To recap, Democrats and Republicans struck a deal last summer on spending levels for the upcoming year, which seemingly cleared the way for a smooth budget process. In April, however, House Republicans said they no longer liked the agreement they'd already accepted, and demanded even deeper spending cuts. Without an agreement, we'd see a shutdown this month.
Yesterday, House Speaker John Boehner (R-Ohio) managed to keep his caucus in line, and the chamber agreed to keep the government's lights on through March.
The U.S. House of Representatives has approved a six-month stopgap government funding bill on a 329 to 91 vote, putting aside the partisan warfare of the past 18 months in bipartisan resolve to avoid a budget showdown ahead of the November election.
The Senate is expected to pass the same measure late next week, providing funding for agencies for the first six months of the fiscal year and avoiding any threat of a government shutdown when the year ends Sept. 30.
The far-right Club for Growth stomped its feet a bit yesterday, urging Congress to reject the bill, but the group was largely ignored.
So, did Republicans blink? Actually, yes. Five months ago, Republican leaders said they were no longer satisfied with the agreed-to spending levels, and would shut down the government unless Democrats accepted additional cuts. Democrats refused to even consider additional talks.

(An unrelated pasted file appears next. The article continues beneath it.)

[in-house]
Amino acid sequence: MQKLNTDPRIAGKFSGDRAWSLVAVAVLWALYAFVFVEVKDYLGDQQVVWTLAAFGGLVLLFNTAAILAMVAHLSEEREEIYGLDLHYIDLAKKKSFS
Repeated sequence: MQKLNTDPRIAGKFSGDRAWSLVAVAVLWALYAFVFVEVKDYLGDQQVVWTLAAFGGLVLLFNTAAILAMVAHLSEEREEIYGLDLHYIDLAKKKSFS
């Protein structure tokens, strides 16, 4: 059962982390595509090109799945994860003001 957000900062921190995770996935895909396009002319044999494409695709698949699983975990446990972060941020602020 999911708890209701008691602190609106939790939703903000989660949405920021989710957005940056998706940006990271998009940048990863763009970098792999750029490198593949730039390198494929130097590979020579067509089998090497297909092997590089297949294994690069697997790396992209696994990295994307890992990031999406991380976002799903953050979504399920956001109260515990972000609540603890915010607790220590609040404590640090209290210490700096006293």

And as of yesterday, the GOP decided the unacceptable spending levels weren't so bad after all.
It's tempting to think Republicans backed down due to Democratic resolve, but that's probably only part of the picture -- Boehner and other GOP leaders also didn't want to be on the hook for shutting down the government, and drawing national ire, so soon before the election.
Regardless of motivations, however, the Senate will approve the spending measure next week, President Obama will sign it, and we probably won't see any additional legislative action until the post-election lame-duck session -- which is bound to be very interesting this year.
The FBI probed a late-night swim in the Sea of Galilee that involved drinking, numerous GOP freshmen lawmakers, top leadership staff -- and one nude member of Congress, according to more than a dozen sources, including eyewitnesses.
During a fact-finding congressional trip to the Holy Land last summer, Rep. Kevin Yoder (R-Kan.) took off his clothes and jumped into the sea, joining a number of members, their families and GOP staff during a night out in Israel, the sources told POLITICO. Other participants, including the daughter of another congressman, swam fully clothed while some lawmakers partially disrobed. More than 20 people took part in the late-night dip in the sea, according to sources who took part in the trip.